It’s been a year since my boyfriend and I broke up. We were together for nearly a decade, during which time I became a mom-ish-like parental figure to his kids, Tyler and Nicole. It was your garden variety, divorced-joint-custody arrangement, where we had the kids every other weekend. We never got married, so technically, I wasn’t their stepmom. Instead, I crowned myself the “Girlfriend Mom.”
It’s ironic that just when I had gotten the hang of being the Girlfriend Mom, I was faced with losing my status.What happens after a break-up? Was I now the ex-Girlfriend Mom? Should I stay or should I go? I mean, what happens in a divorce? Does a stepmom stop being a stepmom? Where did I put the manual, again?
This was uncharted territory, and I was no Lewis or Clark. I reached out to other women for advice: one said that her ex stopped communicating with her kids as soon as he started a new relationship. Another of my friends continued having a relationship with her ex’s children even though people told her not to.
I heard all the advice, but I still didn’t know where I stood in my relationships. As much as my heart ached, I wanted to do whatever I could to mitigate any discomfort or sadness that Nicole and Tyler might be feeling. The breakup was certainly not their fault, and as much as I wanted to walk away and never look back, that simply wasn’t an option. The kids had grown to trust and depend on me. I loved them. How could I just walk away?
From the start, I never viewed my role in Tyler and Nicole’s lives as temporary. When someone gives you the privilege of living with and loving their kids, you have to take it seriously. People were surprised that I wanted to maintain contact after the breakup, but why? I spent years establishing a connection, providing consistency and continuity. That relationship demanded careful and sensitive treatment. If I walked away, what message would I be sending the kids?
My ex and I had a brief discussion after the initial break-up about my relationship with the kids. I told him that I wanted to be in their lives, but only if they wanted me to be. He was glad to hear me say that, but at the same time, I knew that we were not going to co-parent. I would be navigating this new dynamic alone.
The challenge was figuring out how this new arrangement was going to work. I didn’t want to be around my ex himself, because I was in too much pain. No one can tell you how to have an isolated relationship with your ex-boyfriend’s kids. Unfortunately, this was going to be trial by fire. I could only hope no one would get burned in the process.
Nicole attends college in New York, so it’s been relatively easy to see her over this past year. Tyler, however, lives with his mother, with whom I have never had extensive contact (other than the occasional nod across the lacrosse field). I would text Tyler when he was at his father’s to make plans because it felt less awkward than having to deal with his mother. I drove myself crazy trying to see Tyler and it became complicated and frustrating. What 15-year-old manages their own calendar?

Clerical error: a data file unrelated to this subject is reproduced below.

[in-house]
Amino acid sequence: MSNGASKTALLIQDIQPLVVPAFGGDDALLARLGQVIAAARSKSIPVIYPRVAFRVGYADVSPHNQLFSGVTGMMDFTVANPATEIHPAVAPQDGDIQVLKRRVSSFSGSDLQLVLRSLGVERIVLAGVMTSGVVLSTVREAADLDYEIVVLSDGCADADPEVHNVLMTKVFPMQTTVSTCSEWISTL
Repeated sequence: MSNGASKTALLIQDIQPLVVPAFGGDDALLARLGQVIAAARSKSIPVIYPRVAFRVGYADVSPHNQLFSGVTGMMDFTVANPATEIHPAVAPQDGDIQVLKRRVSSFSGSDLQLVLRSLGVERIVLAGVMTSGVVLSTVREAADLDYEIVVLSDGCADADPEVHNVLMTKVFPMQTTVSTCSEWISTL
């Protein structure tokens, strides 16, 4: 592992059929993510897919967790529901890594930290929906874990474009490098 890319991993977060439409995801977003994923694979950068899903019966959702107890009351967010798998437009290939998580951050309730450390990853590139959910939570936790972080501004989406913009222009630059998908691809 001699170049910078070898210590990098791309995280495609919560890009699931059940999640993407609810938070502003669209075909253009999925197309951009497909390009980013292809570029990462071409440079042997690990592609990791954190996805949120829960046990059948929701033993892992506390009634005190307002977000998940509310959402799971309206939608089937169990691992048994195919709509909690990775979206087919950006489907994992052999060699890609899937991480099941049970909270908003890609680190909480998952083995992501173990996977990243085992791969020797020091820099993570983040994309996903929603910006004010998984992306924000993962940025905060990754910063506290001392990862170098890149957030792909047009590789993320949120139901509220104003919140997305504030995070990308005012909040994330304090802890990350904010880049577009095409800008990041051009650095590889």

I wondered if Tyler and Nicole still considered me part of the family. I knew that I wasn’t the Girlfriend Mom anymore, but coordinating time with Tyler like that made me feel inconsequential and insecure about my place in their lives.
Eventually I asked Nicole for her mother’s phone number. The breakup left me vulnerable and I felt like an outsider when I called Tyler’s mom to ask her permission to see him.
She surprised me with her empathy and support. She thanked me for being a valuable influence in Tyler’s life, and for loving both of her children. I was speechless. When I found my words, I told her how grateful I was for her embracing my desire to see Tyler. We were two women, two mothers, who only wanted what was best for the kids.
It has taken heaps of trial and error, buckets of tears, and a healthy dose of humor to get through this year. I watched my words and my motives, but since I never knew what the right thing was (or if it even existed), I had to trust my own instincts. The most important thing has always been, and will continue to be, about what is best for the kids, not for my ego.
Nicole and I dropped Tyler and his friend off at the beach one day, and when I hugged him goodbye I told him that I loved him. He responded by promising to come into the city more this year. Once back in the car, I broke down in tears. In an attempt to soothe me, Nicole apologized for Tyler being busy and unavailable. I told her she didn’t have anything to apologize for, these emotions were natural and okay. I don’t want either of the kids to ever feel obligated to spend time with me if they can’t.
When I was first dating my ex, I used to torture myself thinking about whether I would ever love his kids. It seems silly to me now. I love those two like they were my own.
I text Tyler every weekend so that he knows that I’ll always be here and that I will always care. I see Nicole often and I marvel at the ways our relationship has grown. I don’t know what other women in my situation do, but I know that this is right for us.